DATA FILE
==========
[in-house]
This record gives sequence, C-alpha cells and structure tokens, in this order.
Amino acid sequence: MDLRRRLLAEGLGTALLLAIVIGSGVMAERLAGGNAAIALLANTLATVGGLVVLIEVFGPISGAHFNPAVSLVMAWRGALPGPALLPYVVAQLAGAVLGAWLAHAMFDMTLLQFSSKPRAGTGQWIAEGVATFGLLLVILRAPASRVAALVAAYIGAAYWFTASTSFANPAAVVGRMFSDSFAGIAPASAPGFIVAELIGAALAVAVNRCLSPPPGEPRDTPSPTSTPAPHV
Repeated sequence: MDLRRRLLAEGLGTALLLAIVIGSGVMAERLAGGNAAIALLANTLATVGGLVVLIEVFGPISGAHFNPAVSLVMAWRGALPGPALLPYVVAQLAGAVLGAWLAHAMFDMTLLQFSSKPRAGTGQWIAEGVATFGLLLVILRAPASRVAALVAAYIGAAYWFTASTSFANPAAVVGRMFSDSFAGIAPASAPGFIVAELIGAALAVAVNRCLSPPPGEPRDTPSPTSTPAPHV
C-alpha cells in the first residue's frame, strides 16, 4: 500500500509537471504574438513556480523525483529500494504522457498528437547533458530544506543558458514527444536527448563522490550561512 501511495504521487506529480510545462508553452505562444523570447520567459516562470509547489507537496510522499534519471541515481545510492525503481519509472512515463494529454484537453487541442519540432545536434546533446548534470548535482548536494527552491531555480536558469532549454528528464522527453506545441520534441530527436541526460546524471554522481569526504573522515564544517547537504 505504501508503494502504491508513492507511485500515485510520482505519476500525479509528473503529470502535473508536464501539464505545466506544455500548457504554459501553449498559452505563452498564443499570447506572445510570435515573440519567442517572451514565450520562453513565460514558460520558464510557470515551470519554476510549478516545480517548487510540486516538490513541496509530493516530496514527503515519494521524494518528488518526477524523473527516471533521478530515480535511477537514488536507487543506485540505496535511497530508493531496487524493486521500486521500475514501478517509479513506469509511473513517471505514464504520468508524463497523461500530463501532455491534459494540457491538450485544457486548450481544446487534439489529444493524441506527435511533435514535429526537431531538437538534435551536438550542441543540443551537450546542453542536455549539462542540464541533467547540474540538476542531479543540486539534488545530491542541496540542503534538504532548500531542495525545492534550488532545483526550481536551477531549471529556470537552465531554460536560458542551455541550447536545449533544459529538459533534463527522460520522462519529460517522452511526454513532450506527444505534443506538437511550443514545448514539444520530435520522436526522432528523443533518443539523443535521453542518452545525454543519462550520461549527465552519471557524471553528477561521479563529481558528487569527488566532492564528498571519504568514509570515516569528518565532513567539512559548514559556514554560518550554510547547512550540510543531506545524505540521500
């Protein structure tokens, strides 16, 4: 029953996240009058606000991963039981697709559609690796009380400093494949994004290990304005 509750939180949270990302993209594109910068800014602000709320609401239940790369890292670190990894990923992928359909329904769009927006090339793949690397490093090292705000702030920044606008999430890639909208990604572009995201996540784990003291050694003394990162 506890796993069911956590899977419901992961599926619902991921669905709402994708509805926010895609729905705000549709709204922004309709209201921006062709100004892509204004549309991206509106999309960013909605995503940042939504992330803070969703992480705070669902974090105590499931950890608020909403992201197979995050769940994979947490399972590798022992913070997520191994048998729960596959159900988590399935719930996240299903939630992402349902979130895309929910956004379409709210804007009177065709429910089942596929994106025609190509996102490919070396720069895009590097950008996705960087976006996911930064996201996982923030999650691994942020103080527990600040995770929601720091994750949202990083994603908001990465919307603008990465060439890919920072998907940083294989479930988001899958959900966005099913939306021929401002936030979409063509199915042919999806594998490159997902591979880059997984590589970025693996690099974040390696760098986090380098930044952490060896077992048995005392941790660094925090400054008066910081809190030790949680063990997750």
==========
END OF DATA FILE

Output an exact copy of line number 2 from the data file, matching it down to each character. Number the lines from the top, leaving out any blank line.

This record gives sequence, C-alpha cells and structure tokens, in this order.